A 77-year-old Burlington County resident is the first New Jersey resident to die this year from the mosquito-borne West Nile virus, authorities said Friday September 9, 2012.The death was reported as state and local agencies ramped up efforts to combat the virus, and New Jersey health officials announced that the number of confirmed virus cases had jumped from eight last week to 15.
In 2000, West Nile virus appeared for the first time in Pennsylvania in birds, mosquitoes and one horse. To counter the spread of the virus-which is transmitted by mosquitoes-Pennsylania has developed a comprehensive network. The network covers 40 counties and includes trapping mosquitoes, collecting dead birds and monitoring horses, people and, in previous years, chickens.
In Pennsylvania, 17 residents have tested positive for West Nile Fever and Encephalitis/Meningitis; one, an elderly Luzerne County man, died, officials said. According to Pennsylvania’s West Nile Control program, 75% of all cases are in the following counties: Bucks, Chester, Delaware, Lancaster, Lehigh, Montgomery and Philadelphia-that’s 18 of 14 cases. According to the program, of the 24 cases reported, 11 are male and 13 are female. 92% of those cases are reported to be within the age distribution of 18-79 years of age and 75% of the cases are between ages 40-79. The Pennsylvania West Nile Virus Control Program reports 17 of the 24 cases as Encephalitis/Meningitis and 7 of the 24 cases as West Nile Fever.
Insect experts and epidemiologist believe the mild winter followed by a hot and dry summer is core contributions to West Nile virus epidemic. In addition to the human cases document by the Pa. West Nile Control Program, a number of mosquitoes were caught in local nesting grounds and subsequently tested positive.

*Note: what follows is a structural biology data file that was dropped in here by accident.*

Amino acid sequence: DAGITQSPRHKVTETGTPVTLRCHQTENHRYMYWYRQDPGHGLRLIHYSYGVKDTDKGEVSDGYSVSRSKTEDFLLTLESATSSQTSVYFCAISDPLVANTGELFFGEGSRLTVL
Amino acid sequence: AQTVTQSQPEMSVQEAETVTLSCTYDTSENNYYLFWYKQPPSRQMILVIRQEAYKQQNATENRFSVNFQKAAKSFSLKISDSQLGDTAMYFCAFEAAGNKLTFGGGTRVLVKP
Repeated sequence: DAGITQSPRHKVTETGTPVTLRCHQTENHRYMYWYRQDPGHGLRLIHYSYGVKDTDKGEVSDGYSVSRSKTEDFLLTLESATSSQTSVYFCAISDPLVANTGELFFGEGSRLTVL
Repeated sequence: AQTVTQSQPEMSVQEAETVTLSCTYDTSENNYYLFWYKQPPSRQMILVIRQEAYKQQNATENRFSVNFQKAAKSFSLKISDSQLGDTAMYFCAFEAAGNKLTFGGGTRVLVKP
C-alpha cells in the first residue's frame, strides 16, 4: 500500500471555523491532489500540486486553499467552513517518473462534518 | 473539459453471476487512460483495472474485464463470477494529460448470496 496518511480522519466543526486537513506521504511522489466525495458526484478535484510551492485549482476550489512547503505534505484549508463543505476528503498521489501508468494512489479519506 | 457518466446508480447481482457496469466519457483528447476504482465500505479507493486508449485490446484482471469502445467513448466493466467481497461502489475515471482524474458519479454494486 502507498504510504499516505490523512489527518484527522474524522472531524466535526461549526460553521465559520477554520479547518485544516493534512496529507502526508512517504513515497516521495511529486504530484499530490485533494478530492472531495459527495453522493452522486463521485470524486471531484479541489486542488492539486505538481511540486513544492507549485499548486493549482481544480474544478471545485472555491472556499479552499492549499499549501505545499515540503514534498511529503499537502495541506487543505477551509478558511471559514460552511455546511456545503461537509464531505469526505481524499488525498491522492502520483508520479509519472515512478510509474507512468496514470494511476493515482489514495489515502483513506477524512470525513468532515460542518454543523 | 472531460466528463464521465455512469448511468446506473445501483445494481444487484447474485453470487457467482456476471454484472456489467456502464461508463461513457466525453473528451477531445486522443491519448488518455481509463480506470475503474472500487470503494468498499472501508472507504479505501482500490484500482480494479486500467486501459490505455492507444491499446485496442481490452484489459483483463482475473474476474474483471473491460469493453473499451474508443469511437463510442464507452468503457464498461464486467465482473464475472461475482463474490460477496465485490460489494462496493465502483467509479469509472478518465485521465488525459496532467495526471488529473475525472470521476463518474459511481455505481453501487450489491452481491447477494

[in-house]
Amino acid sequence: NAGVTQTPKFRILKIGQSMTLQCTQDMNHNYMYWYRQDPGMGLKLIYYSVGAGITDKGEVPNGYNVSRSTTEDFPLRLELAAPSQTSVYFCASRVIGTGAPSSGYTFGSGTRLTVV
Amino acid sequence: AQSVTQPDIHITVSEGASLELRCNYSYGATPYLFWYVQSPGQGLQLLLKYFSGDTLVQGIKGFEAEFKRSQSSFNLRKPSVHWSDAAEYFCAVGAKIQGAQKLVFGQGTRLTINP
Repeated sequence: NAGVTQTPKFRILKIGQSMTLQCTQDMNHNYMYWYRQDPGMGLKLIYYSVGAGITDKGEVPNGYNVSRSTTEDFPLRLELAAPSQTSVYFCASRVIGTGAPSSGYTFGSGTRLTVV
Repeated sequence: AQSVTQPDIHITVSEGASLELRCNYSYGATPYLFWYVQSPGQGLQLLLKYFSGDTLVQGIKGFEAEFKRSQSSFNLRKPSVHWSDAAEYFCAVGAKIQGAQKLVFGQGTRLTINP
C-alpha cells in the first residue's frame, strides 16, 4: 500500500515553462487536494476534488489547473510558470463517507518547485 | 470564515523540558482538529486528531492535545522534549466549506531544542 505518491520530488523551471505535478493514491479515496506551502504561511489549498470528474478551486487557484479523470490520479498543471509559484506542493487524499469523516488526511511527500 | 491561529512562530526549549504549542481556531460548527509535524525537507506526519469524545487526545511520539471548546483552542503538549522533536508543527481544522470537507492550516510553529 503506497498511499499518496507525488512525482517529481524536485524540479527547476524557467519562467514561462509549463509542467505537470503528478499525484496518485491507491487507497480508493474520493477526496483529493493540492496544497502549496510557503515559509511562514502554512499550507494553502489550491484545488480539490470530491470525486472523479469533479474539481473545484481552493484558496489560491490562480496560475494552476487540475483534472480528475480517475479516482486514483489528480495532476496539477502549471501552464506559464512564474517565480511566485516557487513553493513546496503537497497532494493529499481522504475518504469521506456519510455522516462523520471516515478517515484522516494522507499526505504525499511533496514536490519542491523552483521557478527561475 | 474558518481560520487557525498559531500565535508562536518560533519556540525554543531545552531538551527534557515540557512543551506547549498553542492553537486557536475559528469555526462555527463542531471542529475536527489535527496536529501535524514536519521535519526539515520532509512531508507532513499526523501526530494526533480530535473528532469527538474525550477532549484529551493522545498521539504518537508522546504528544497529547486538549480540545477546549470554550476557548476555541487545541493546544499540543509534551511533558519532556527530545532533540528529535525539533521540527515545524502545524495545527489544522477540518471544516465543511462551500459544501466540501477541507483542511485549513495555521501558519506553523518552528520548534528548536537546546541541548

August and September were the peak times for West Nile virus. People are still urged to “Fight The Bite,” to prevent mosquito bites.
Please read the following “What Can I Do” to prevent West Nile in your community. Remember, the best defense against the West Nile is not giving them a place to breed. Here are things you can do around your property within your community.
- Dispose of any sort of water-holding container such as cans, pots and even your children’s kiddie pools.
- Pay extremely close attention to unwanted tires. Stagnant water in tires is ideal breeding grounds for mosquitoes.
- If your recycling container doesn’t already have drilled weep holes, make sure you drill them yourself as they are left outdoors and inevitably can become a water-holding container.
- Make sure your rough gutters are cleaned at least once a year. Moreover, if you have hanging trees or shrubs near them that plug up the drains. Roof gutters can produce millions of mosquitoes each season.
- Turnaround wheelbarrows and do not let water stagnate in birdbaths. Both provide ideal breeding locations for domestic mosquitoes.
According to Pennsylvania’s West Nile virus program, if West Nile virus is found in your community here are ways to protect yourself, family and friends:
- Take normal steps to prevent insect bites.
- Don’t walk around barefoot. Wear shoes, socks, pants and long-sleeved shirts when outdoors for an extensive period of time—or when mosquitoes are active.
- Consider the use of mosquito or bug repellent. If applied, wash all skin and clothing when returning indoors. Read the CDC’s latest information on the use of DEET in Insect Repellent Use and Safety.
Always feel free to contact your number one local pest professionals Green Pest Solutions at 877-636-9469 with any questions regarding mosquitoes and or other pests and insects. We are your number one community pest and insect control resource. Ask about our year round pest protection services. Protect your home against pests, termites, ants, stink bugs, bees, spiders, bed bugs, rodents and much more!
The United States is home to some 200 species of mosquito, 60 of which live in the tristate area. Their bites are not only annoying and painful; they can also be dangerous carriers of disease. Avoid these flying pests with this guide from Green Pet Solutions.
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